Message in a Bottle Mailbag: Intraoral scanner for implants, veneers with Lava Esthetic
Joshua Austin, DDS, MAGD, responds to a question about using an intraoral scanner for implants and whether 3M's Lava Esthetic is a good choice for veneers.
THE MESSAGE IN A BOTTLE MAILBAG is a monthly feature of the e-newsletter, Pearls for Your Practice: The Product Navigator. Each month, Editorial Director Joshua Austin, DDS, MAGD, answers reader-submitted questions to help you navigate your dental product decisions (and more!).
This month, he responds to a question about using an intraoral scanner for implants and whether 3M's Lava Esthetic is a good choice for veneers.
Adam from Florida writes: I know you love intraoral scanning. Are you using a scanner for implants too?
Thanks for writing in, Adam! Yes, I love my intraoral scanner. Your question is a pretty broad one, though, so I will do my best to answer it from a few different perspectives.
First off, we should throw out using a scanner for any full-arch application. The consensus seems to be that we just aren’t there yet from an accuracy perspective for, say, an All-on-4 or other full-arch implant restoration. So, when talking about implants with a digital scanner, we are talking about restoration of 1–3 teeth with implants.
For the typical single-unit posterior implant, I almost always use my scanner (3M Mobile True Definition Scanner). To do this, you will need a scan body that fits the implant. You will need to get with your lab to find out which scan bodies they prefer. Many of the implant companies make their own scan bodies. My lab’s software does really well with Glidewell Direct’s scan bodies. They make scan bodies for pretty much all the main implant systems. Scan bodies can run anywhere between $15 and $50.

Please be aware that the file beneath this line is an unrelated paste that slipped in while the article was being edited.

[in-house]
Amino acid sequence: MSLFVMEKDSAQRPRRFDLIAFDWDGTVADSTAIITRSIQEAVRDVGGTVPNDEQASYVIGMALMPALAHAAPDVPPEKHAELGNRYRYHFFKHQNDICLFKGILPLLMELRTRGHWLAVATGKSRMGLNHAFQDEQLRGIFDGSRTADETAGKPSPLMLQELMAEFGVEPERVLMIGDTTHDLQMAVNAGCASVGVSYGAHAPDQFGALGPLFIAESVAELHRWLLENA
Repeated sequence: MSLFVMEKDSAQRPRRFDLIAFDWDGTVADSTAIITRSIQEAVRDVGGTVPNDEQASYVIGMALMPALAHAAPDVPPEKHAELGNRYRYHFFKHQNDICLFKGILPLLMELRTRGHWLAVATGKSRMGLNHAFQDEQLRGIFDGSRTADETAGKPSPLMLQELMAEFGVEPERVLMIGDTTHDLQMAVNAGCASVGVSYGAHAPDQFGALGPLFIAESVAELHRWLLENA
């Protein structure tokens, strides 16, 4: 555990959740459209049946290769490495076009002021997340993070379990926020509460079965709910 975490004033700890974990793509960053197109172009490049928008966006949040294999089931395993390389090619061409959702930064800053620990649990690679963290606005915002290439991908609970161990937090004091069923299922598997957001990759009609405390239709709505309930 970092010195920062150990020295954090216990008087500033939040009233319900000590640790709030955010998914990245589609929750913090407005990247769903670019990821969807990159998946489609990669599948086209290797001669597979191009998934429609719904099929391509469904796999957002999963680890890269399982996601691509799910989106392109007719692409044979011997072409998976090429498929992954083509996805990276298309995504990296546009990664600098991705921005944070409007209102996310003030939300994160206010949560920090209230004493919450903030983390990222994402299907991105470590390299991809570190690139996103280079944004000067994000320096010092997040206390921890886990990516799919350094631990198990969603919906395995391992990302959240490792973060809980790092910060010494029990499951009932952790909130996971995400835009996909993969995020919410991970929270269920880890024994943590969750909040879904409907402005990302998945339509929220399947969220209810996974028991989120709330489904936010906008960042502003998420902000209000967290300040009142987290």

My scanner has direct workflows with 3i and Straumann. For instance, with Straumann, all you need to do is work with a Straumann CARES–certified laboratory and scan with a Straumann scan body. Straumann teams with 3M to print a novel model that has space for an analog to fit in, with a little window so that the lab can be sure that the analog is fully seated into the model. It’s a pretty nifty little system.
The lab then uses that model to produce whatever type of implant restoration you need. I have been using a lot of screw-retained full-contour zirconia crowns, and they have been working out nicely. I use screw-retained when I can because of the retrievability and because it eliminates the problem of cement, which can lead to peri-implantitis and implant failure. I have even done a few three-unit posterior-implant-supported bridges digitally, and they have turned out nicely as well! Talk to your lab and see what preferences they have, and talk to your scanner support folks. It can be done and it should be fairly simple!
Wayne from Arizona asks: Have you done any veneers with Lava Esthetic?
Good question, Wayne. I have not. Lava Esthetic is full-contour zirconia, and I have yet to venture into the world of zirconia veneers.
3M’s website shows veneers as a suggested application of Lava Esthetic. I have talked to some of their science folks, and they say that the bond strength is high enough to be able to do it. One of my esthetics mentors from dental school, Dr. Nasser Barghi, has done a ton of them. He shows some really gorgeous veneer cases he has done with zirconia. That said, I have yet to do veneers on a patient that I thought needed that kind of strength that I was willing to sacrifice bond strength for.
I think we are fast approaching a point where zirconia veneers will become more commonplace; it's just a hard bridge for me to cross right now. It's nice to know that huge companies like 3M are standing behind that application, and I know that they will have suggested protocols and procedures to successfully do it. I feel better about that than I would if some fly-by-night company came out with a zirconia they were claiming was indicated for veneers. If anyone has any cases of zirconia veneers they have done, I would love to see them. Send them on over to firstname.lastname@example.org!
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Joshua Austin, DDS, MAGD, is an editorial director for Pearls for Your Practice: The Product Navigator, an e-newsletter from DentistryIQ and Dental Economics. He also writes the Pearls for Your Practice column in Dental Economics. After graduating from the University of Texas Health Science Center Dental School, Dr. Austin associated for several years. In October 2009, he opened a solo general practice in a suburban area of San Antonio, Texas. Dr. Austin is involved in all levels of organized dentistry and can be reached at firstname.lastname@example.org.